May 10, 2012
Nuttiness, nonsense, nincompoopery. Imprudent, ill-advised,
impractical. Dumb, doltish, duncical.
There’s no way a libertarian columnist could
credibly advocate that freedom-loving voters in 2012’s battleground states abandon
Mitt Romney. Only a fathead would argue that the cause of limited government is
best served by letting the first community-organizer-in-chief have another
Well, here goes.
If you live in one of the handful of states that will determine the
presidential winner (sorry, Californians and New Yorkers; congratulations, Nevadans
and Floridians) here are two verities worth keeping in mind.
First, while the incumbent is undeniably a Big Government
Villain, he’s not squaring off against a Limited Government Stalwart. Second, if
you’re serious about slashing the welfare-warfare state, the men and women who
run Congress are as important as the occupant of the White House.
Wondering what kind of budget-cutter President Romney will be?
Read the fiscal-policy section of “Believe in America,” the campaign’s “Plan for
Jobs and Economic Growth.”
But prepare to be unimpressed.
The candidate calls for a 5 percent cut in “non-security
discretionary spending.” So the bulk of the budget -- i.e., nationalized pensions, socialized medicine, and the military-industrial
complex -- isn’t up for trimming. Romney seeks to “guarantee the
preservation of the Social Security system for the foreseeable future.” Medicare will live on,
too, and Medicaid
will be block-granted to the states. (Savings, if any, undocumented.)
unsustainable empire abroad won’t be shuttered by Romney -- it will be
expanded. After all, “it is
unacceptable for Iran to possess a nuclear weapon” and “Russia is a destabilizing force
on the world stage [that] needs to be tempered.” No fevered, chest-thumping
fantasy worthy of The Weekly Standard
fails to resonate with Romney and his foreign-policy team. Campaign flacks, of
course, are silent on how many trillions of dollars their guy’s willing to
spend to enhance America’s
blood-drenched commitment to policing the planet.
Okay, you’ll stipulate: Romney’s weak. Bob Dole weak. But Barack Obama? Barack Obama?
Take a deep breath, and recall that no president can spend a
dollar, go to war, or do much of consequence without congressional approval.
And regardless of who wins the presidency this year, the GOP appears
likely to retain the House of Representatives and pick
up a few seats in the Senate.
The likeliest outcome of a Republican-dominated legislature and
Obama-run executive is … more of what exists today. Gridlock, glorious
gridlock. An impasse that has both parties constancy throwing oft-hilarious haymakers
at each other. Bipartisanship fetishists wail, “Nothing’s being done!” Their lament
is a beautiful lyric to the ears of beleaguered -- and informed -- taxpayers.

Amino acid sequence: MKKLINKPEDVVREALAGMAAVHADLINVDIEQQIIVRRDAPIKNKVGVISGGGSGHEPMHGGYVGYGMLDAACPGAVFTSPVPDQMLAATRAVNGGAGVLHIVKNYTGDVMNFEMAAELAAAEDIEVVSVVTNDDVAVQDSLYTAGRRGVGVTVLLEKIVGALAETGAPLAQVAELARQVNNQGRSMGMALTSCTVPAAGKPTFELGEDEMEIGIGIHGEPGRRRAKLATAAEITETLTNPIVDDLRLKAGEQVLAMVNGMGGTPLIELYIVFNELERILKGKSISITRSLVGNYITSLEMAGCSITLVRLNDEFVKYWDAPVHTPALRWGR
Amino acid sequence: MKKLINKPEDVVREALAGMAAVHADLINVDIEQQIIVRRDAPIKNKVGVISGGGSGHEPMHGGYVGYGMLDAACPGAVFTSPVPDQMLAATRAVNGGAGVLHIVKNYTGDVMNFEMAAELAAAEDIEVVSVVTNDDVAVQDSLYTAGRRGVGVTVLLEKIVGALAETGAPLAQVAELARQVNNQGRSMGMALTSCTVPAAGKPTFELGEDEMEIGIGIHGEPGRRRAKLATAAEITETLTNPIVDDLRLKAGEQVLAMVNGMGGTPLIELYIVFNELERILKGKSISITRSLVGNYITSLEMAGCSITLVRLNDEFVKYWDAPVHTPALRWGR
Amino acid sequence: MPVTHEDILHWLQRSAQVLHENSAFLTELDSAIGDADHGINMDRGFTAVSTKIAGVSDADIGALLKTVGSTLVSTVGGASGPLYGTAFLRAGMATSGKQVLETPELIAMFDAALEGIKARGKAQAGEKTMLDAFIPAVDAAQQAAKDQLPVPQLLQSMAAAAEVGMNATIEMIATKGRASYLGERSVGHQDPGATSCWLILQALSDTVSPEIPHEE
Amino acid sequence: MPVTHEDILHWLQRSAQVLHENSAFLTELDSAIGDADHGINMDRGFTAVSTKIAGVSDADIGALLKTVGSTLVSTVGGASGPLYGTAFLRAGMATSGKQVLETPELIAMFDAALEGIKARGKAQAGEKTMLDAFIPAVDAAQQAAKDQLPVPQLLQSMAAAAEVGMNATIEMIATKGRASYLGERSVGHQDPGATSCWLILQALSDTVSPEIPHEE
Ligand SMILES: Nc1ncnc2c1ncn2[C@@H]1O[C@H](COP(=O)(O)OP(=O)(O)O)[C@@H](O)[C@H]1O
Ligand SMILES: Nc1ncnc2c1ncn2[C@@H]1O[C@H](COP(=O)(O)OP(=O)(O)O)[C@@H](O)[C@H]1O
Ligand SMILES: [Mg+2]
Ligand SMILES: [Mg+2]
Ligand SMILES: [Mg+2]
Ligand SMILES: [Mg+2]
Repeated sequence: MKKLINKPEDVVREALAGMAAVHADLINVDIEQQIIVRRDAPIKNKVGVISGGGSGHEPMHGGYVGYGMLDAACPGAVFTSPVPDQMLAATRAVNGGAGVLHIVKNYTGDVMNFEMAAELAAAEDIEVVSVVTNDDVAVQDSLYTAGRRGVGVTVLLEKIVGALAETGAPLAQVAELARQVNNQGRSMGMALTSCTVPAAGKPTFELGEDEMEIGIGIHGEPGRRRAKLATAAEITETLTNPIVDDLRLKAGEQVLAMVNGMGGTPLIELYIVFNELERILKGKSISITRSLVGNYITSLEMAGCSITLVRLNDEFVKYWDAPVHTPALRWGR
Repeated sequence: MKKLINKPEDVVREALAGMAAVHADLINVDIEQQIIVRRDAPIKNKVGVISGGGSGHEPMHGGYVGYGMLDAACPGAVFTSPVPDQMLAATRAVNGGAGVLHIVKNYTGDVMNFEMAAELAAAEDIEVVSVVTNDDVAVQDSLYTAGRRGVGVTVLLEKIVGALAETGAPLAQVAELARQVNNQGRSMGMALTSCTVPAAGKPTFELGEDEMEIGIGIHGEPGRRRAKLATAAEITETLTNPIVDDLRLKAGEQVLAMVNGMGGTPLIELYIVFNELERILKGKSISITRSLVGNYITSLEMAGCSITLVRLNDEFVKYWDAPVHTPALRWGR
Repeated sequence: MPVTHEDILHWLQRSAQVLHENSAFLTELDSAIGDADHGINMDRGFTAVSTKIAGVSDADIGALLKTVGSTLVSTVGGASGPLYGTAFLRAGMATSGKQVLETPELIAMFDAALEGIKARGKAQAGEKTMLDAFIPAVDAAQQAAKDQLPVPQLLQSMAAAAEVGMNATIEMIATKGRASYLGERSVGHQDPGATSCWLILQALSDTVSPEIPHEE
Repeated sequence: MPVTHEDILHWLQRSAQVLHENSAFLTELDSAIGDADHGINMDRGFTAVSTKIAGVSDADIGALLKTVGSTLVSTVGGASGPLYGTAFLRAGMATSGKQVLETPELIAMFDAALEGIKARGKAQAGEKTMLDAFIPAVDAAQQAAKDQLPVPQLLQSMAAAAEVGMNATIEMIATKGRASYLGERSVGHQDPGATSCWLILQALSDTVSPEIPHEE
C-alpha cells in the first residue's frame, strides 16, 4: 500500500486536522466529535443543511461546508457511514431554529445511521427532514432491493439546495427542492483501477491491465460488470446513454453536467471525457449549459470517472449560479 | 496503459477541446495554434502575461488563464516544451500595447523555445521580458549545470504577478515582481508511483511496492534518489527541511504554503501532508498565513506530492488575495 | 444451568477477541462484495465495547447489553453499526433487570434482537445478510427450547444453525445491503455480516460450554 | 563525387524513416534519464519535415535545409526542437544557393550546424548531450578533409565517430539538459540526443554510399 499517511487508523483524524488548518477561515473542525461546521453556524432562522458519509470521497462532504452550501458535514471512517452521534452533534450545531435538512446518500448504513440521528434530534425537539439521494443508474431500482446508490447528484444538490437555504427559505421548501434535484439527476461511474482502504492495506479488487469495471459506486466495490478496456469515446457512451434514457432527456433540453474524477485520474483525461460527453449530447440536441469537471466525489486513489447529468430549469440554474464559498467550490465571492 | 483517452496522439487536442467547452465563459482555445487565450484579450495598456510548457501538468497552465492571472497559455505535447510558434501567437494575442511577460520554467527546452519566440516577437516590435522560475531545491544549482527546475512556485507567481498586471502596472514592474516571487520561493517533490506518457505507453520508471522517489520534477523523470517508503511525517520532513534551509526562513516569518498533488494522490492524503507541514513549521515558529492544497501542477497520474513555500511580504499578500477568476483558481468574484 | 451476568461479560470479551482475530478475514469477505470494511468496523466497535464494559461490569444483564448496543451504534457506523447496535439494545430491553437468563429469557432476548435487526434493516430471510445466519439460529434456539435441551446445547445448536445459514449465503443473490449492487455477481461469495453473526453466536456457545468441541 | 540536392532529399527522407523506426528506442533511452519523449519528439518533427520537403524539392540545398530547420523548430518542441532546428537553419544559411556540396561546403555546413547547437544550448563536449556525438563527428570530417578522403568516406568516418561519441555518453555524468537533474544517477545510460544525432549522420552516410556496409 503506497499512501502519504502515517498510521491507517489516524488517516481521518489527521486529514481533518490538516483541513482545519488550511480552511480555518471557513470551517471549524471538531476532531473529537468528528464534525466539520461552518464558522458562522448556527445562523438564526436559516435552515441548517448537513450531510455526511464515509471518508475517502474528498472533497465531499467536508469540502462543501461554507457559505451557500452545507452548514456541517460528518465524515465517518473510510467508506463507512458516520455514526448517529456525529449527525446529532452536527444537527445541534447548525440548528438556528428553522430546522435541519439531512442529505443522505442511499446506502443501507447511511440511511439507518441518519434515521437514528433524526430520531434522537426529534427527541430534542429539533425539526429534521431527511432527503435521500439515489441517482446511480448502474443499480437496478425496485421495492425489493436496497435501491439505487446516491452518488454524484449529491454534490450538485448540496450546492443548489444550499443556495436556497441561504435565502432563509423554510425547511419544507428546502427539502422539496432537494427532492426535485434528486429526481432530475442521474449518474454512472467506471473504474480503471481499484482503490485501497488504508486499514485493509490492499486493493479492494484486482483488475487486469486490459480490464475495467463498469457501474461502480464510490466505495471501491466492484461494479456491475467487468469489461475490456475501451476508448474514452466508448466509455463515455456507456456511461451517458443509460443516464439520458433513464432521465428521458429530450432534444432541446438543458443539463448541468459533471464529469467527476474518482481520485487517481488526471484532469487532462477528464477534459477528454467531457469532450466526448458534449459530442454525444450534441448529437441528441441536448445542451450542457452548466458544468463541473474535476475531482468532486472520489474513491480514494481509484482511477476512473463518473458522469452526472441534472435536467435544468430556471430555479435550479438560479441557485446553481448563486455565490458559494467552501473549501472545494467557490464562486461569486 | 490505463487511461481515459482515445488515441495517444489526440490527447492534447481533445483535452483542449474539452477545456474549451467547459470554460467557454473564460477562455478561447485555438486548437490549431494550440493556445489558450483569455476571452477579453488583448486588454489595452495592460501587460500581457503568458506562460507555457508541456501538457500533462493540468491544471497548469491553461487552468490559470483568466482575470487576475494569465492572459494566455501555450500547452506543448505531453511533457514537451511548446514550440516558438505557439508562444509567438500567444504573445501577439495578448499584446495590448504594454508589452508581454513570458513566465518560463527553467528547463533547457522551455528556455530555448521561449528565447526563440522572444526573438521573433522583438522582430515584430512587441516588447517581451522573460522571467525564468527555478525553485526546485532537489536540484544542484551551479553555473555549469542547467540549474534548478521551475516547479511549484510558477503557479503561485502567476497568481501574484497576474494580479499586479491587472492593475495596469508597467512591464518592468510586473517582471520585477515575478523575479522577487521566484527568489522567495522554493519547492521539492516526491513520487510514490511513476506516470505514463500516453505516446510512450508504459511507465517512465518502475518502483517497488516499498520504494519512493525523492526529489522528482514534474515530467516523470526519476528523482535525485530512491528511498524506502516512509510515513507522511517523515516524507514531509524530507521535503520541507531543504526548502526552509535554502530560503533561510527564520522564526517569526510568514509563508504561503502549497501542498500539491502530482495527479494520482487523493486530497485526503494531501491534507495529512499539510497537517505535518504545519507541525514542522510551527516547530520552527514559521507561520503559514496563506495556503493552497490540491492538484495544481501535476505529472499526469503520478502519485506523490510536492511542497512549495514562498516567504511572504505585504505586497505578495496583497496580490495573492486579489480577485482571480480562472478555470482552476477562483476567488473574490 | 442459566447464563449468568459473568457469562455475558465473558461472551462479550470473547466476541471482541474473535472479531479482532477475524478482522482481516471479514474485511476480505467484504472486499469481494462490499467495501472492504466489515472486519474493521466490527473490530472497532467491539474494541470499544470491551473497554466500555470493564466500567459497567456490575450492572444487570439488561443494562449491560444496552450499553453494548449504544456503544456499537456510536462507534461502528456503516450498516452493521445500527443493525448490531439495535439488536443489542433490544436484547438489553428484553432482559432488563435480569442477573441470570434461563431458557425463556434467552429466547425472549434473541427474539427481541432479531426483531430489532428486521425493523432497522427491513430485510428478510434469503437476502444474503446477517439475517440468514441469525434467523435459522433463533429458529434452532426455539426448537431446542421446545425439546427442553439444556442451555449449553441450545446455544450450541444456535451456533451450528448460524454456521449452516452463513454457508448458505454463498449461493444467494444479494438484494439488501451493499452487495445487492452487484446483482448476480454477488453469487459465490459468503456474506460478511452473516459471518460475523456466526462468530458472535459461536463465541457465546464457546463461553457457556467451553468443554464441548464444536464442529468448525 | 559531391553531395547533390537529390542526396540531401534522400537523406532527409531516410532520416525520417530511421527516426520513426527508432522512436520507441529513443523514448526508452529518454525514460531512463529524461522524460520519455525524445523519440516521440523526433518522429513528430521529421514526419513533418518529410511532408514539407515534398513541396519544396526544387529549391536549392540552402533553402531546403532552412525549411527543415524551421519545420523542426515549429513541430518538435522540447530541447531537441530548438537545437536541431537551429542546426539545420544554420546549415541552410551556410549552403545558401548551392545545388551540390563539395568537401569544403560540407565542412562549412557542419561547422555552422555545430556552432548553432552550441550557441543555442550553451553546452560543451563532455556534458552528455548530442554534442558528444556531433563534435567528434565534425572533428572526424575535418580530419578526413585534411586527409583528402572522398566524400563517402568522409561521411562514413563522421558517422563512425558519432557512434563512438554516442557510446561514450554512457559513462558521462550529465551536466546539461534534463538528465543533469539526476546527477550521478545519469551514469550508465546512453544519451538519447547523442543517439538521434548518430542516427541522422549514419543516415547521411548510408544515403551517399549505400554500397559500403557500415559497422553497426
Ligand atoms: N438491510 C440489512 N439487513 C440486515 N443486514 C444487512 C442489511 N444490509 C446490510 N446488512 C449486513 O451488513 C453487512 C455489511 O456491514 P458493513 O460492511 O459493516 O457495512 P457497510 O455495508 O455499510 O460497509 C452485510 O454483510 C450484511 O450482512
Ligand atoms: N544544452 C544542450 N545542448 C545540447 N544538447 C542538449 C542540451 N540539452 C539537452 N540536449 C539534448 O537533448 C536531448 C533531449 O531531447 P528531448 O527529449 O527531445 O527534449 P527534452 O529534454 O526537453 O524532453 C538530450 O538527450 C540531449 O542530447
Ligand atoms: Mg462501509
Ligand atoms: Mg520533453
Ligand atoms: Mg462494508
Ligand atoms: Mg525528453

We’ve been here before. Republicans controlled both chambers during
the final six years of Bill Clinton’s reign. Total federal spending during that
period rose by 19.4 percent. Account for population and inflation, and real growth
was nearly nonexistent. More
impressively, the era saw D.C.’s grab of GDP fall from 20.2 percent to 18.2 percent.
Things got brutal between the Clinton administration and congressional
leaders in the late ‘90s. (That whole impeachment buzzkill probably played a
big role.) The disdain that Obamaites and the GOP’s fire-breathers have for
each other today is almost as strong. It needs to be put to better use. Relations
can get nastier. As a wise observer of Washington once noted, when the Ds and Rs
are single-mindedly committed to attacking each other, they’re incapable of
banding together to prey on the citizenry.
Dedicated to shrinking the federal government? Lucky enough to
belong to the small cohort of voters who will decide the presidential victor? Don’t
kid yourself that backing Mitt Romney will lead to the policy outcomes you
seek. As the presidency of George W. Bush proved, it could push the federal
government toward greater
expenditures, interventionism, and usurpation of state and local control.
A superior strategy would be to eschew donating to/volunteering
for Romney, and devote your money and time to congressional candidates who
bravely and unapologetically defend capitalism and free markets. True fiscal
conservatives remain outgunned by wishy-washies in the GOP, but progress is
being made. Richard
Mourdock’s victory in Indiana was an important step. In Arizona, replacing John Kyl with Jeff Flake would be another. The best
members of the House’s “tea party” Class of 2010 need help, too.
The GOP’s 2012 presidential candidate is lousy. Nothing can be
done about that. So ignore him, even at the risk of keeping an awful incumbent
around awhile longer.
The Obama Administration, Part Deux. It won’t be as bad as you
think. It might even be fun.
D. Dowd Muska (www.dowdmuska.com) writes about government, economics, and technology. Follow him on Twitter @dowdmuska.
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